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Airbus to test liquid hydrogen-powered engine on A380 demonstrator -- world's largest passenger airliner

Airbus ZEROe A380 MSN1 demonstrator [© AIRBUS S.A.S 2022]



Airbus announced it was working on a design feasibility study to power commercial aircraft with hydrogen fuel cells in March 2021 as part of its ZEROe program, and now the company is going one step further -- developing a real-world testbed to ground and flight test a direct combustion engine fueled by hydrogen on an A380 aircraft. The double-decker A380 is the world's largest passenger airliner.

Airbus has signed a partnership agreement with CFM International (CFM), a 50/50 joint company between GE and Safran Aircraft Engines, to collaborate on this program. The goal is to get the demonstrator aircraft in flight by 2025 and a zero-emission commercial plane (likely not an A380) flying by 2035.

The demonstrator will use an A380 flying testbed equipped with liquid hydrogen tanks prepared at Airbus facilities in France and Germany. Airbus will also define the hydrogen propulsion system requirements, oversee flight testing, and provide the A380 platform to test the hydrogen combustion engine in cruise phase. (See explanatory video below.)

VIDEO: Glenn Llewellyn, Airbus vice president, Zero-Emission Aircraft, takes you inside the #A380 MSN1, an iconic aircraft that will act as a testbed for hydrogen combustion technology. [Credit: Airbus]

CFM will modify the combustor, fuel system, and control system of a GE Passport turbofan to run on hydrogen. The engine, which is assembled in the United States, was selected for this program because of its physical size, advanced turbo machinery, and fuel flow capability. It will be mounted along the rear fuselage of the flying testbed to allow engine emissions, including contrails, to be monitored separately from those of the engines powering the aircraft.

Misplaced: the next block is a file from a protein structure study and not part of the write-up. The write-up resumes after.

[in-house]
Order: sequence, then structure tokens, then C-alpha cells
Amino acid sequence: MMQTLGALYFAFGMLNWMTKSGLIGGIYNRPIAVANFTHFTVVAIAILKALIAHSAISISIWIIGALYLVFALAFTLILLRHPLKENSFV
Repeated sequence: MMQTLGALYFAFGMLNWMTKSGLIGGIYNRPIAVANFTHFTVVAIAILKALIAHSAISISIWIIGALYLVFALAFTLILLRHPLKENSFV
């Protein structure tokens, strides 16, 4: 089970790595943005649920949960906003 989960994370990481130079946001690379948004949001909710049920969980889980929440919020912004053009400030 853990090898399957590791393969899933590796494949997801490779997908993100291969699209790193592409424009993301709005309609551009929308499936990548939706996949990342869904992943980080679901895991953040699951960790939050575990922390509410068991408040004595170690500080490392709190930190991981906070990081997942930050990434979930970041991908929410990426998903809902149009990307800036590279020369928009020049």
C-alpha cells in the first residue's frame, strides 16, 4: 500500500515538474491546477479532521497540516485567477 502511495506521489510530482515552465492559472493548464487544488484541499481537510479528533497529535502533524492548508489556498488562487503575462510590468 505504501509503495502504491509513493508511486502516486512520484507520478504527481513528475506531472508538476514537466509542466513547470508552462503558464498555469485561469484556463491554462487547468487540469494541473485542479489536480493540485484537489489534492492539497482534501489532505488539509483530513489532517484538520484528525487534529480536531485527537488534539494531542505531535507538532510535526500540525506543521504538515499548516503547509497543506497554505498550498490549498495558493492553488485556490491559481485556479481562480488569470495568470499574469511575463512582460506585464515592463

The GE Passport turbofan powers the Bombardier Global 7500, a high-end 10-passenger business jet.

VIDEO: Airbus ZEROe hydrogen combustion technology demonstrator: How it works. [Credit: Airbus]

The hydrogen combustion engine for the test will be located on the outside rear of the aircraft. It will be powered by four liquid hydrogen tanks (surrounded by a hermetically sealed container) located in a caudal position of the A380 test platform.

CFM will execute an extensive ground test program ahead of the A380 flight test. It is keen to show that it shares Airbus' ambition of fulfilling the promise they made in signing the Air Transport Action Group goal in October 2021 to achieve aviation industry net-zero carbon emissions by 2050 by developing and testing the technology necessary to make zero-emissions aircraft a reality within an ambitious, defined timeline.

Airbus did not provide any additional information on critical safety measures, fuel costs (comparisons) for using liquid hydrogen, or expected efficiency. We will have to follow along as the demonstrator progresses.

Sources: Airbus, CFM

Published March 2022

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